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The outlook for offshore drilling companies looks especially strong. A confluence of factors, including high oil prices and a recent spate of major offshore deepwater discoveries, has created an exceptionally strong market for their services. Two offshore drillers in particular deserve to be on any energy investor's radar.
No more easy oil
While shares of offshore drillers took a beating after the Gulf of Mexico oil spill, they've recovered nicely since, especially in recent months. One important factor playing in their favor is $100-plus oil. The higher the price of oil, the greater the incentive for E&Ps to go out and find it tends to be. And with the end of the era of "easy oil," E&Ps have to use craftier methods in harder-to-reach places to extract that precious black gold.
According to Wood Mackenzie, a global energy and mining research and consultancy firm, total exploration spending by major Western oil companies is already over $80 billion this year, a 25% rise from just two years ago. There are two main unconventional sources to which E&Ps are flocking. One is oil and gas shale deposits. And the other is offshore deepwater.
Digging a little deeper
I think if there's one phrase that sums up the trend in deepwater drilling over the past few years, it's "deeper and deeper," as companies explore ever-deeper into the uncharted depths of the ocean. The search for oil has led them to new and exciting frontiers in places like offshore West and East Africa and Brazil. Meanwhile, the lifting of the moratorium on oil and gas drilling in the Gulf of Mexico has reintroduced a flood of companies into that region's deepwaters.
Currently, the deepest offshore production well in the world, located in the U.S. Gulf and operated by Shell, is an astonishing 9,356 feet below the surface. And according to data from IHS Offshore Rig Consulting, ultra-deep wells -- defined as those drilled in depths of at least 4,500 feet -- have accounted for more than half of all global oil discoveries so far this year.
While sustained high oil prices provide the biggest incentive for companies to take on the higher capital spending required to drill in offshore deepwater locations, breakthroughs in drilling technology have also been a major catalyst.
Think about it for a moment. Companies are now able to find oil even 5 miles below the surface, down in the depths of the sea floor. From this perspective, the progression of deepwater drilling technology over recent decades is nothing short of remarkable. It's a reflection not only of the scarcity and necessity of oil, but also a testament to human ingenuity. But of course, these radical technological advances come at a high price.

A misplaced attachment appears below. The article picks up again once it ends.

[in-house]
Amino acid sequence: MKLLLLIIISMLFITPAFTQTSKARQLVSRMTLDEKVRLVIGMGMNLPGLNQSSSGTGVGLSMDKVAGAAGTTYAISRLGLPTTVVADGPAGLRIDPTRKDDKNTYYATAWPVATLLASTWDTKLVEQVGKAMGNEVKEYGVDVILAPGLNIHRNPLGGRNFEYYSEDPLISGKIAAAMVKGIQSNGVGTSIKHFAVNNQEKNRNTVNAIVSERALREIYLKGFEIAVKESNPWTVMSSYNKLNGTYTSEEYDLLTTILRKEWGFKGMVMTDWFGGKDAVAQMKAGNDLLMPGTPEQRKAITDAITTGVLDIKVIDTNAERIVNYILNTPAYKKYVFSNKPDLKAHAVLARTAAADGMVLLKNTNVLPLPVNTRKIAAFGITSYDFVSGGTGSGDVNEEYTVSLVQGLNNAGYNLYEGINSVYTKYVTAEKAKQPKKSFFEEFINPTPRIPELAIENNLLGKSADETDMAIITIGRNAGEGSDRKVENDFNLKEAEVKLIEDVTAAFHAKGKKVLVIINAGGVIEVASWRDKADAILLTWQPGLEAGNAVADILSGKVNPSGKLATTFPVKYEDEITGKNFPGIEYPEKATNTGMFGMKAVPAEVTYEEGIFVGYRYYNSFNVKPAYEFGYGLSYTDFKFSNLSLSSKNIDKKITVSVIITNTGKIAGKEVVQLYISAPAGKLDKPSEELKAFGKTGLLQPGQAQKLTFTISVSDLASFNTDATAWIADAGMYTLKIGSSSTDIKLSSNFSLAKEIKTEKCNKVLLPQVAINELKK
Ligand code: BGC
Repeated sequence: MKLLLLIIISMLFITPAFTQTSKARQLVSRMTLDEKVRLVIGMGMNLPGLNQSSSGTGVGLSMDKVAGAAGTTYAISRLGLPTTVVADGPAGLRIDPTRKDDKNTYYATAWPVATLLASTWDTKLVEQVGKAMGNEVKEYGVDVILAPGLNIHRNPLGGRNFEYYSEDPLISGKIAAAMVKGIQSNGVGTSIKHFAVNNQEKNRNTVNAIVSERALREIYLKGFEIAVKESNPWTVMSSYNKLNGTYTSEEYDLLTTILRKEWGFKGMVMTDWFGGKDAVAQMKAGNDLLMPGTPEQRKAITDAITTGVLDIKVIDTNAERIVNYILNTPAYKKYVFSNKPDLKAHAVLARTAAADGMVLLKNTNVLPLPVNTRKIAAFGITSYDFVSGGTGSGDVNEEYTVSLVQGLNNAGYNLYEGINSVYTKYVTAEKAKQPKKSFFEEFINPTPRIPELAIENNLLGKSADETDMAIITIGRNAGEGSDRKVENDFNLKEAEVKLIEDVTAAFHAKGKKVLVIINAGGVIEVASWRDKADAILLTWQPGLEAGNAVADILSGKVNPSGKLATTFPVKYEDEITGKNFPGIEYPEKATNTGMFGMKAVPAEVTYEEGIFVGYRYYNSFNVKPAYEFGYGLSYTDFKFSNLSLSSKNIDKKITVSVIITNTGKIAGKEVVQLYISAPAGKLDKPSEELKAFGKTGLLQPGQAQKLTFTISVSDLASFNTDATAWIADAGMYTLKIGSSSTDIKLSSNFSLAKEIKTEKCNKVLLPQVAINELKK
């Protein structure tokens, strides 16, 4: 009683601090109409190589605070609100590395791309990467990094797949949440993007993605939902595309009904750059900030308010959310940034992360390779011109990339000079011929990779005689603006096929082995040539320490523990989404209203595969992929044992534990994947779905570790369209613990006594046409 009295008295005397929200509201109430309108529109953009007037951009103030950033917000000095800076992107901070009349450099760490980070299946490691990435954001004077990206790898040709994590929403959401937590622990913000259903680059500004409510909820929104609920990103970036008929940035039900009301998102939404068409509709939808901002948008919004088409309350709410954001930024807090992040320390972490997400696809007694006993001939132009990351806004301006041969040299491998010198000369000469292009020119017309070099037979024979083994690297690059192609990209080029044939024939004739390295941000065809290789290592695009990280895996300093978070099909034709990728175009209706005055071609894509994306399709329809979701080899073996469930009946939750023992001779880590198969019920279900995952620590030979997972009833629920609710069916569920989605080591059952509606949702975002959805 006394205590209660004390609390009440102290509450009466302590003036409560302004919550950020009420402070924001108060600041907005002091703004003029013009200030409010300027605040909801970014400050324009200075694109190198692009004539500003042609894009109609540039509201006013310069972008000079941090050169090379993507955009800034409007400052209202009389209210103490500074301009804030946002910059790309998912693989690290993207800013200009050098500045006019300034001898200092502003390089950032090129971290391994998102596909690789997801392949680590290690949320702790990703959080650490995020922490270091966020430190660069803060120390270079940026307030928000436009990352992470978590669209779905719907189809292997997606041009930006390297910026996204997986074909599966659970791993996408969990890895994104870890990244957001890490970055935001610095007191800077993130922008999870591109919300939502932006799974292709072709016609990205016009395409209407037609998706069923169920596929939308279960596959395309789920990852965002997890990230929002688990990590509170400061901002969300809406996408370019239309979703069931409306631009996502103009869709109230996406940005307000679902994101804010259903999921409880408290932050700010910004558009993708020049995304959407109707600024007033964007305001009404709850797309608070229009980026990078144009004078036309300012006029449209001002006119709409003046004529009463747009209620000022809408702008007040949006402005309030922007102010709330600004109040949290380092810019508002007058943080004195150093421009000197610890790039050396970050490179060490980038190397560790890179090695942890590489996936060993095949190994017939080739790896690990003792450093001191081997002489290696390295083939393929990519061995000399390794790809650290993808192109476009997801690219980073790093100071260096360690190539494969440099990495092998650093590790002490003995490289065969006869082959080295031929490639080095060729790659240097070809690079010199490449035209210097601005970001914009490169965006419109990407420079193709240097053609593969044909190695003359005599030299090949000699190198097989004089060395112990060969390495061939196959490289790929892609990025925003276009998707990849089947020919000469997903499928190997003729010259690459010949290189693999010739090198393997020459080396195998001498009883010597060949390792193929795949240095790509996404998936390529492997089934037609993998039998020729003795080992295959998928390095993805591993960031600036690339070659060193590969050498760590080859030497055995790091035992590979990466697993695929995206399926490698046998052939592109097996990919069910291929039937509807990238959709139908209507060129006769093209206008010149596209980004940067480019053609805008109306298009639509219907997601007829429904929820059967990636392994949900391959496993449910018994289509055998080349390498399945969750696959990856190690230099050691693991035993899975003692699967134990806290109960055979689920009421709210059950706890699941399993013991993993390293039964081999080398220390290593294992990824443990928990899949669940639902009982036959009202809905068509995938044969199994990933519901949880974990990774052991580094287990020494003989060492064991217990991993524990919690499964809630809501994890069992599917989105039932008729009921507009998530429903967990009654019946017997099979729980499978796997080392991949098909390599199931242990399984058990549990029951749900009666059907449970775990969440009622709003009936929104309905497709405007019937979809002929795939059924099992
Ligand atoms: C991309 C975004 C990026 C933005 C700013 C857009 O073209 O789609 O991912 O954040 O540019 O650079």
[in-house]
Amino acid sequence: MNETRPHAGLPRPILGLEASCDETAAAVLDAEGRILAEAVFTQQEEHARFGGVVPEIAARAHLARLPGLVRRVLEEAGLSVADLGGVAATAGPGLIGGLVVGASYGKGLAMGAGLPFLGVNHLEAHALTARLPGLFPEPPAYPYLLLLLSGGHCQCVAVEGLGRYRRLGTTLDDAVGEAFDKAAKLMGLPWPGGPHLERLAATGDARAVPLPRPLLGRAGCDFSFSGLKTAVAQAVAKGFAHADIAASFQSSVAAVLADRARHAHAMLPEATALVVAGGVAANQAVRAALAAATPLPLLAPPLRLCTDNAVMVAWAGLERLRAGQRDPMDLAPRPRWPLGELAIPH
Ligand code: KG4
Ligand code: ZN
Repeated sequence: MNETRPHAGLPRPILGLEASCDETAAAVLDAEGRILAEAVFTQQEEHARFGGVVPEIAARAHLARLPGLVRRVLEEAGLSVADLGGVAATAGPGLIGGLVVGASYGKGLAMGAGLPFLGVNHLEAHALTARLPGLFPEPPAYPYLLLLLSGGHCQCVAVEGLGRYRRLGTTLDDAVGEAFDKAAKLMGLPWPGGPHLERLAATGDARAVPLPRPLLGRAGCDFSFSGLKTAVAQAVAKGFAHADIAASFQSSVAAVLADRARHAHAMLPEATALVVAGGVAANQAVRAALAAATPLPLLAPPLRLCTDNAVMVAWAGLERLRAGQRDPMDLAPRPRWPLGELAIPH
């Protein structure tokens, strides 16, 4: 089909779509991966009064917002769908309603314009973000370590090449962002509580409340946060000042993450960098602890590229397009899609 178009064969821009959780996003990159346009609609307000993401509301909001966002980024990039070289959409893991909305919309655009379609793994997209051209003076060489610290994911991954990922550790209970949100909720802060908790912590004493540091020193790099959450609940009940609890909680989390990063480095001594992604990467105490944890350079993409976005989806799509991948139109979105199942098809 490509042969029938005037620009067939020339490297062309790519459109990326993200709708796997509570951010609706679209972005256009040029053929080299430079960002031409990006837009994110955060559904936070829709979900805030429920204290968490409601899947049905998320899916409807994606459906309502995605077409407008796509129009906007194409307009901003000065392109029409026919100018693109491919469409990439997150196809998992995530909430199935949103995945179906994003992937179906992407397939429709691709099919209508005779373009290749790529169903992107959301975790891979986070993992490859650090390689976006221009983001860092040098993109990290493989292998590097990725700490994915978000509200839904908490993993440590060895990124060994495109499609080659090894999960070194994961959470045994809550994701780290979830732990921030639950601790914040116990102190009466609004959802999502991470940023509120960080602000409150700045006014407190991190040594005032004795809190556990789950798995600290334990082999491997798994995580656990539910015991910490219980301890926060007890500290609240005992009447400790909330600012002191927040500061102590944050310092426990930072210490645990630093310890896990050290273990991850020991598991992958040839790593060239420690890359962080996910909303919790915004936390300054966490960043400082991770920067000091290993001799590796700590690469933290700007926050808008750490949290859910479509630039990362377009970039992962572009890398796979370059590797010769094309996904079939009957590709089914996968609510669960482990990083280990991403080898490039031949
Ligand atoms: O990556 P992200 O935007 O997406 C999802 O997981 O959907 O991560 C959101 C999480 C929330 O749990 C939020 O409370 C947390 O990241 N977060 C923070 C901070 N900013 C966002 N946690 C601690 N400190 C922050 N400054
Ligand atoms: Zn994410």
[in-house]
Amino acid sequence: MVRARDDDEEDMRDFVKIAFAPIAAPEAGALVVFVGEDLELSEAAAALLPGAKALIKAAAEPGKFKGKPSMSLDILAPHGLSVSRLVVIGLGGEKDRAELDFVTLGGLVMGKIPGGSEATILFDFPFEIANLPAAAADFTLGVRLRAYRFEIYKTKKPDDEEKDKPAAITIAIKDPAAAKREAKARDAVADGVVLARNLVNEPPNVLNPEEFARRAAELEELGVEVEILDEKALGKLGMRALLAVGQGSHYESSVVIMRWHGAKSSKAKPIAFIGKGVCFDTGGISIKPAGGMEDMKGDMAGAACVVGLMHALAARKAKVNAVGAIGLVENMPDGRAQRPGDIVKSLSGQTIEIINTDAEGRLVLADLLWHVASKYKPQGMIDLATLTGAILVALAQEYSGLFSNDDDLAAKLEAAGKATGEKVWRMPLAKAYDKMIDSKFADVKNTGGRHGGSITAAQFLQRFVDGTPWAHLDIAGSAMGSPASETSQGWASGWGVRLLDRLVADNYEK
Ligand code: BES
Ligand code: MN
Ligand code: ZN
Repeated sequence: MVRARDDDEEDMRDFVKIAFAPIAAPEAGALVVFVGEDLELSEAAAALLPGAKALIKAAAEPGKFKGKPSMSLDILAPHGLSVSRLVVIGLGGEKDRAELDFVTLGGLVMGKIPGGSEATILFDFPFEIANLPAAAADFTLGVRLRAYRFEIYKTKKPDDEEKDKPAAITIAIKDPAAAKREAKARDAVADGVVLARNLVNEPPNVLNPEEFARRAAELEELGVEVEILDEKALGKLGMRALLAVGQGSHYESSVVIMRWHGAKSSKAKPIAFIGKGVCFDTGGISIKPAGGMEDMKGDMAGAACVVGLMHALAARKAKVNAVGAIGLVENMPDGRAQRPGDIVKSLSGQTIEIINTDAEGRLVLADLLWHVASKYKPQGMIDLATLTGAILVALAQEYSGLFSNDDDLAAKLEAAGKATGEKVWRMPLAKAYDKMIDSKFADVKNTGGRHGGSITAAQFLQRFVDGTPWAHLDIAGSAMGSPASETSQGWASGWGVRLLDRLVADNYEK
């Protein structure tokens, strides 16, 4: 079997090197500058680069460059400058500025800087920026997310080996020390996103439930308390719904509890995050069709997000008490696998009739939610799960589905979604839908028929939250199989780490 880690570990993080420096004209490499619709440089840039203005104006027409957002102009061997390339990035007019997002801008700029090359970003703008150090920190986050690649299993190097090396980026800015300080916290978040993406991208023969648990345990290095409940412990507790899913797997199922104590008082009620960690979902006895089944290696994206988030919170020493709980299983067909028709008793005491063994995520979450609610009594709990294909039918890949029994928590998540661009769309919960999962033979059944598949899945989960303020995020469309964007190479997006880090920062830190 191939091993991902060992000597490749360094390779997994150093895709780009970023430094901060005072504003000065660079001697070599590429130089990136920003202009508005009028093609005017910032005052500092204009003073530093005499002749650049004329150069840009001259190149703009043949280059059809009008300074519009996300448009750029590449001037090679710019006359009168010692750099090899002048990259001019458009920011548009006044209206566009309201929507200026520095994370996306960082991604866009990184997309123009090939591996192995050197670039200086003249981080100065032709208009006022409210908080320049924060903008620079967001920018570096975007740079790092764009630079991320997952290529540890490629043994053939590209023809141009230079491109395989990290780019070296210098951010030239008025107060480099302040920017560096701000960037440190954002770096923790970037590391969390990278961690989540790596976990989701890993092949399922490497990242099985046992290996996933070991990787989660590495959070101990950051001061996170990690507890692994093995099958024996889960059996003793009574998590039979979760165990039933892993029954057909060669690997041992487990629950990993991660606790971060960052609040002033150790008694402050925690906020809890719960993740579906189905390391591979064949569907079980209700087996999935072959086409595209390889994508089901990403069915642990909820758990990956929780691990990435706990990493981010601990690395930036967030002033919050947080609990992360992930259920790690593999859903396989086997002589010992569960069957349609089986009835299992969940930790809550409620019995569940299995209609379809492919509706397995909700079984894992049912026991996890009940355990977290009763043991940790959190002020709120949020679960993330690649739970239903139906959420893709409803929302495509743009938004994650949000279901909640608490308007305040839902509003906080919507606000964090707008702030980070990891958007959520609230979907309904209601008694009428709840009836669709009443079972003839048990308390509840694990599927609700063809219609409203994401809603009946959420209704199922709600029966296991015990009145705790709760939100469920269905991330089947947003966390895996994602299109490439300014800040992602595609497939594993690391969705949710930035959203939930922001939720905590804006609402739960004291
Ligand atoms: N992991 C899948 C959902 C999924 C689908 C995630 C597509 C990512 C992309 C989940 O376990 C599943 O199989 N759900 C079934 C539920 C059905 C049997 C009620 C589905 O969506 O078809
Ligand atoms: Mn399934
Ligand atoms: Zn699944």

Offshore drilling, especially deepwater and ultra-deepwater, is one of the most expensive and complex ways of extracting hydrocarbons. Companies pursuing offshore drilling opportunities have to deal with massive capital investments, long-term contracts, and a growing need for service and technological expertise.
And with the Macondo blowout still fresh in the industry's memory, E&Ps are placing a premium on safety. Companies operating in these exotic offshore deepwater locations are working harder than ever to make sure they don't get slapped with massive penalties for leaks, blowouts, and equipment failures. This means that older equipment, which fails to meet new safety standards, is on the chopping block for being dismantled.
2 companies to keep on your radar
With more than half of the global rig fleet more than 25 years old, oil companies are increasingly demanding newer-generation rigs with improved safety features. This has prompted a flood of new orders, with more operators requesting items like additional blowout preventers and better well-control systems. This is one major reason to like Ensco (NYSE: ESV ) and Seadrill (NYSE: SDRL ) , which both own some of the newest deepwater and ultra-deepwater fleets in the industry.
Ensco is a winner in terms of overall fleet quality, boasting the world's largest offshore drilling fleet, as well as one of the industry's youngest ultra-deepwater fleets. It also has a strong history of effective capital allocation and a shareholder friendly-management.
Seadrill is also a standout in terms of overall fleet quality. It has some of the newest and best rigs out there and has got companies clamoring for contracts even years out into the future. And these companies are more than willing to pay up for Seadrill's services, as reflected by the company's superior day rates. Last but not least, Seadrill has a history of passing through the bulk of its cash flow as dividends to shareholders, with a current yield of 8.5%, easily the highest in the industry.
In fact, both companies offer some of the best dividends in the space. While Ensco's 2.6% dividend yield is tiny in comparison with that of Seadrill, it's notably higher than competitors Noble (NYSE: NE ) and Diamond Offshore (NYSE: DO ) , whose yields come in at 1.5% and 0.8%, respectively. Meanwhile, the largest offshore driller in the world, Transocean (NYSE: RIG ) , recently announced that it's halting its dividend for this year.
Though it has the youngest fleet of all its competitors, Seadrill isn't a sure thing for investors. To learn more about the strengths and weaknesses of the offshore driller, as well as what to expect from the company going forward, be sure to check out this brand-new premium report our analysts have put together. Get started.